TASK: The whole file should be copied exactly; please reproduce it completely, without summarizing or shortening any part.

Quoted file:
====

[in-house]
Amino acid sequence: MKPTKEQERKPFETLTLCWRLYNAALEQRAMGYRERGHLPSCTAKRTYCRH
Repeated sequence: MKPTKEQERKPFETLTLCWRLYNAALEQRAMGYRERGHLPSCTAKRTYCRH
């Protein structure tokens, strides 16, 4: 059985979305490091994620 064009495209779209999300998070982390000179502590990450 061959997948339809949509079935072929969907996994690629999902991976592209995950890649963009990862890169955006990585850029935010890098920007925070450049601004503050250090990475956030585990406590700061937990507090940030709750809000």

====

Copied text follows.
[in-house]
Amino acid sequence: MKPTKEQERKPFETLTLCWRLYNAALEQRAMGYRERGHLPSCTAKRTYCRH
Repeated sequence: MKPTKEQERKPFETLTLCWRLYNAALEQRAMGYRERGHLPSCTAKRTYCRH
């Protein structure tokens, strides 16, 4: 059985979305490091994620 064009495209779209999300998070982390000179502590990450 061959997948339809949509079935072929969907996994690629999902991976592209995950890649963009990862890169955006990585850029935010890098920007925070450049601004503050250090990475956030585990406590700061937990507090940030709750809000």